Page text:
To understand this state of affairs we need to recognize Irani's close association with the setting up of Sagar. Select Pictures, the South India distributor of Imperial films, was owned in co-partnership by Chimanlal B. Desai and Dr Ambalal Patel. Chimanlal Desai was a cloth merchant in Bangalore. His friend Thakorebhai H. Desai had established Select Pictures in 1922 at Bangalore as a distributor and exhibitor, mainly distributing Universal Pictures films. When Thakorebhai joined Pathe (India) Ltd as their manager in the South, he handed over Select Pictures to Chimanlal Desai. Chimanlal invited Ambalal Patel, who was a partner in Bombay Cycle & Motor Agency (Bangalore), to join him in managing the company. In addition, Thakorebhai's brother, Vasantrai H. Desai, was the business manager of Universal Pictures Ltd and a close associate of Ardeshir Irani. Vasantrai's close friendship with Irani must have brought Chimanlal and Irani together at some point in time. When the new company was formed, Irani had asked Chimanlal for an advance from Select Pictures towards production of a film. A month or two after having given the advance and still not receiving any films, Chimanlal came to Bombay to check on the state of affairs. Being an astute businessman, Irani was able to convince Chimanlal Desai to join as a partner in the newly floated company. The studio was set up opposite Chowpatty beach and was appropriately named Sagar. It began producing silent films in 1930.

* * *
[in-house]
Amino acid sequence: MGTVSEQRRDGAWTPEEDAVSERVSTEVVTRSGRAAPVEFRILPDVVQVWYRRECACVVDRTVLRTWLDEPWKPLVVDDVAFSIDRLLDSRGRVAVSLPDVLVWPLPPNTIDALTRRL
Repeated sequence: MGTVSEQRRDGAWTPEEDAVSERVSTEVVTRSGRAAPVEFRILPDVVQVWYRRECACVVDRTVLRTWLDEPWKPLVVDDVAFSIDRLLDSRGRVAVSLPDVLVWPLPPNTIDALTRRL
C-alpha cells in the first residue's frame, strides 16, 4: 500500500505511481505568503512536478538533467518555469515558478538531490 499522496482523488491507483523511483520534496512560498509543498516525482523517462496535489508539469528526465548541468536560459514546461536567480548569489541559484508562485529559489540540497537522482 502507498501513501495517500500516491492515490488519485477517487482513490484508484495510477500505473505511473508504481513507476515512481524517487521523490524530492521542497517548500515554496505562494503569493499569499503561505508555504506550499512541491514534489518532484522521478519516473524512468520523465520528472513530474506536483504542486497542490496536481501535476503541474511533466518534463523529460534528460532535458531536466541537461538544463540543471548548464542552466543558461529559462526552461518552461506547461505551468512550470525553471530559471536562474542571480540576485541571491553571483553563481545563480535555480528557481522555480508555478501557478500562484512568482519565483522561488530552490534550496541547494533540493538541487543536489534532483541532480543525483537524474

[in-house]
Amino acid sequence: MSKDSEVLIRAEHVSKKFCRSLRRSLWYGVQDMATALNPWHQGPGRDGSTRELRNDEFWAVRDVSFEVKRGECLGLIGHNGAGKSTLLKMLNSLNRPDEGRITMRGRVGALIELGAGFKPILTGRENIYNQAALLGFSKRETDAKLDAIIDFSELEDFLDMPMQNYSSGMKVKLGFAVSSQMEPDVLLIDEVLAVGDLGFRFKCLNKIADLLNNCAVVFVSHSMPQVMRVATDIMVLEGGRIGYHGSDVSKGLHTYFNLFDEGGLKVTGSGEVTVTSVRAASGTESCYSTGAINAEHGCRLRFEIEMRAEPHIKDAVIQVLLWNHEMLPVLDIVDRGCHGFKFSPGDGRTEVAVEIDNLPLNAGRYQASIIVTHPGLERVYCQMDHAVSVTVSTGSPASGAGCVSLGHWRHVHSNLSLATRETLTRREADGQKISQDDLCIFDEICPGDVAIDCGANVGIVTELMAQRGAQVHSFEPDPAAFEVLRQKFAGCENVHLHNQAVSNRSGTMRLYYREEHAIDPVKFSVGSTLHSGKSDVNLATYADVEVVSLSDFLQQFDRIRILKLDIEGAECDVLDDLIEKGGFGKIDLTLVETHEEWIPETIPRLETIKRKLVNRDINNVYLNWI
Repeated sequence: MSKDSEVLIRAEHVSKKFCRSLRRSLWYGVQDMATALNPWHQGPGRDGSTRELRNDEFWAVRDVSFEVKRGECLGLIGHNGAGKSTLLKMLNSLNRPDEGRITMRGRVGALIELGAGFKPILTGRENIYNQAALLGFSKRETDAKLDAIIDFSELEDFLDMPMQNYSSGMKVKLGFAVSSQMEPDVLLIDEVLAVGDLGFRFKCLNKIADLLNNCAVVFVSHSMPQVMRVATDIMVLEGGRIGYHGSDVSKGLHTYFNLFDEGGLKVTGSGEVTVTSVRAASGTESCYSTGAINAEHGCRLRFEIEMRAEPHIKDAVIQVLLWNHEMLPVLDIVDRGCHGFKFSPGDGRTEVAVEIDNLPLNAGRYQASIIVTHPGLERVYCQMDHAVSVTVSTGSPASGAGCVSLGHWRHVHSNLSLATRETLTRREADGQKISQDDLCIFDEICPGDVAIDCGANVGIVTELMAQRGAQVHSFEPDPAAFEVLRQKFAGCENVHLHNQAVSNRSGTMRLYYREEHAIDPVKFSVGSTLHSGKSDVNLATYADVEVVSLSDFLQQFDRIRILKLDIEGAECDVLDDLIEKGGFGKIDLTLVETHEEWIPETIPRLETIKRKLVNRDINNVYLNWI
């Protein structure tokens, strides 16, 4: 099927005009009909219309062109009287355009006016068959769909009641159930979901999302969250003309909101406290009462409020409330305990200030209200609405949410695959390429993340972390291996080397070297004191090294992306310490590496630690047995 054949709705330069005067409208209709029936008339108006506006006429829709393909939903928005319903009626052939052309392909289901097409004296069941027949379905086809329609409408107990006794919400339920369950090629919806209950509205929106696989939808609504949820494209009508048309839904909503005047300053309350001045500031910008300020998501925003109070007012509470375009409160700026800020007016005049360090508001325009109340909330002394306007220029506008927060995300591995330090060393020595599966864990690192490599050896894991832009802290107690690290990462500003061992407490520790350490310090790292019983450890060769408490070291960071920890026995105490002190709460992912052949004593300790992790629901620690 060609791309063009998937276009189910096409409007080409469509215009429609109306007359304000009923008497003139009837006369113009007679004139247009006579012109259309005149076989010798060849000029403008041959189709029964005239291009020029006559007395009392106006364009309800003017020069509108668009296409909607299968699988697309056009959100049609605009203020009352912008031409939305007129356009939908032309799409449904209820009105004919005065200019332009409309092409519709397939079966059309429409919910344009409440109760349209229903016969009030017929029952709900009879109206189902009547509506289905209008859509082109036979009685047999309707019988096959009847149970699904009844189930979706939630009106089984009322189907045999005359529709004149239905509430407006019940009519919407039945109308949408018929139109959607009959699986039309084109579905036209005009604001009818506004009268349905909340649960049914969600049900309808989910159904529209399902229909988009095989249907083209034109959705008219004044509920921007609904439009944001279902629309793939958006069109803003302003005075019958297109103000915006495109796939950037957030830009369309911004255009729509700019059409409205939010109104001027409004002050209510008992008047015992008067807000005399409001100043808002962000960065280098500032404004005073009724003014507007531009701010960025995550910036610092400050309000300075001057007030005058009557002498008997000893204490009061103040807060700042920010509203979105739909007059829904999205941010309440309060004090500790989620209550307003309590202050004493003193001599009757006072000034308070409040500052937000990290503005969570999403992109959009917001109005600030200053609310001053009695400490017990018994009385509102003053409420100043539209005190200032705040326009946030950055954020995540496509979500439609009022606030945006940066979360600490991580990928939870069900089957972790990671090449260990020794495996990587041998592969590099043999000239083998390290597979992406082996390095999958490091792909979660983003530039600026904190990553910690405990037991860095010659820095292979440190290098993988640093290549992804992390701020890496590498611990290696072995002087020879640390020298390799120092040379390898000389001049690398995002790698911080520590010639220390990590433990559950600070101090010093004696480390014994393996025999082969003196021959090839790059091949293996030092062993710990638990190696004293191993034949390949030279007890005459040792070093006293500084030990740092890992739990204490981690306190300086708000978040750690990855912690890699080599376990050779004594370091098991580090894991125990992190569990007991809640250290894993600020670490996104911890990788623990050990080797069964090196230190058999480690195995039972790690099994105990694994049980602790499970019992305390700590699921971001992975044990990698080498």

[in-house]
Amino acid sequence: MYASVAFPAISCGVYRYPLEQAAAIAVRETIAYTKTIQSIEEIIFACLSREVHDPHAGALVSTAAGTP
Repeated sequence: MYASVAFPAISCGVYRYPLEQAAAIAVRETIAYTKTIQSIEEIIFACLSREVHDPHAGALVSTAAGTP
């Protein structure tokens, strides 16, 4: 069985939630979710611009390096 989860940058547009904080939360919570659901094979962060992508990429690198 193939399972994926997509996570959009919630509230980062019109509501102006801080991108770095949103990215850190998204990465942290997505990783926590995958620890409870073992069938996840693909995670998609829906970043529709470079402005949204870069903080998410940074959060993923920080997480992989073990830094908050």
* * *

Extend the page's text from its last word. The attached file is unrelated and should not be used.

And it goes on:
Irani remained associated with Sagar till sound arrived in 1931, producing two talkies for the company--Romantic Prince (Meri Jaari) and Abul Hassan. By the end of 1931, he decided to hand over control of the company to Chimanlal Desai and Ambalal Patel. Imperial and Sagar worked independently of each other from this point onwards. Veer Abhimanyu seems to have been the first film produced by Chimanlal Desai and Ambalal Patel.

During Irani's time at Sagar the first director to be recruited by him from outside was Profulla Ghosh, who directed one silent and four talkies (three in 1931 and one in 1932) for Sagar. Vithal was Sagar's only star actor at the time. When Irani left he transferred some personnel from Imperial to Sagar, of whom Jal Merchant was moderately well-known while others like Mehboob, Yakub and the actress Khatoon were not yet established. However, at Sagar, Khatoon began playing lead roles. What is of interest here is that Ardeshir Irani retained all important staff for his own Imperial Film Company and handed over not-so-well-known actors to Sagar.

New Directions